US 4091327 A
A broadband active isotropic receiving antenna for use with a conventionallectromagnetic interference receiver to measure weak near-zone electric fields of unknown polarization. The antenna consists of three mutually orthogonal active dipoles, including RF amplifier circuitry and light emitting diode means, located therein coupled to fiber optic waveguide means. The frequency range of each of the three field components is amplified and used to modulate respective light emitting diodes whose modulated infrared or visible signals are guided through the fiber optic waveguide means to photo-detectors at the far end of the fiber optic guides. These photo-detectors recover the RF modulation from the IR carrier which is then time multiplexed for input to the electromagnetic interference receiver. The DC output from the receiver is processed to provide an output voltage proportional to the square root of the sum of the squares, i.e. the Hermitian magnitude of the three mutually orthogonal electric field components.
1. A field intensity measuring system particularly adapted for near-zone electromagnetic fields comprising in combination:
a plurality of mutually orthogonal electrically short dipole antennas responsive to a respective orthogonal RF field component of a field of unknown polarization, each dipole antenna including respective first electrical circuit means interiorally thereof;
said first circuit means including RF amplifier circuit means coupled to its respective dipole antenna for amplifying the RF field component sensed thereby, and optical energy generating means coupled to said RF amplifier circuit means, said generating means providing an optical carrier output signal which is modulated by the amplified RF signal provided by said RF amplifier circuit means;
respective optical carrier guide means coupled to said optical energy generating means;
respective photo-detector means coupled to said optical carrier guide means and being operable to demodulate the RF modulated optical carrier signal translated thereby to provide respective field component RF signals;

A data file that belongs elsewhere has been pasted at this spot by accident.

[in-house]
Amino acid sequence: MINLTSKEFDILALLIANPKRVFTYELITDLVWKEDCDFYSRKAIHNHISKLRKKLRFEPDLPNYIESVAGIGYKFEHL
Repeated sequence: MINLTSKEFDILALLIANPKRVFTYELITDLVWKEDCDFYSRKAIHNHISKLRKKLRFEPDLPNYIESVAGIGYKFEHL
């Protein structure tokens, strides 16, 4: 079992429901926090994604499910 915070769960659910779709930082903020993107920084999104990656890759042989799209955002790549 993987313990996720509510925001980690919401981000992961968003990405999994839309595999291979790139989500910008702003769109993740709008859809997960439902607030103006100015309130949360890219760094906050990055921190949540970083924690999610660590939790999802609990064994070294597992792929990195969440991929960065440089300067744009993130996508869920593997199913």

second circuit means coupled to said field component RF signals and being operative to provide a respective measured value signals thereof; and
third circuit means coupled to said second circuit means and being operative to process said measured values signals of said field component RF signals to provide a composite measured value signal indicative of the effective field intensity in the proximate region of said dipole antennas.
2. The system as defined by claim 1 wherein said plurality of mutually orthogonal dipole antennas comprises three dipole antennas, each consisting of a pair of tubular elements one of which includes a space for housing said first circuit means.
3. The system as defined by claim 2 wherein said tubular elements are generally cylindrical in shape.
4. The system as defined by claim 2 wherein said optical energy generating means comprises a light emitting diode.
5. The system as defined by claim 4 wherein said first circuit means additionally includes driver circuit means coupled between said light emitting diode and said RF amplifier circuit means.
6. The system as defined by claim 5 wherein said RF amplifier circuit means includes a MOSFET semiconductor device having input means coupled to said antenna and output means coupled to said driver circuit means.
7. The system as defined by claim 4 wherein said light emitting diode comprises a semiconductor diode.
8. The system as defined by claim 4 wherein said light emitting diode comprises a laser diode.
9. The system as defined by claim 4 wherein said photo-detector means comprises a photo-diode spectrally matched to said light emitting diode.
10. The system as defined by claim 4 wherein said photo-detector means comprises a semiconductor avalanche photodiode spectrally matched to said light emitting diode.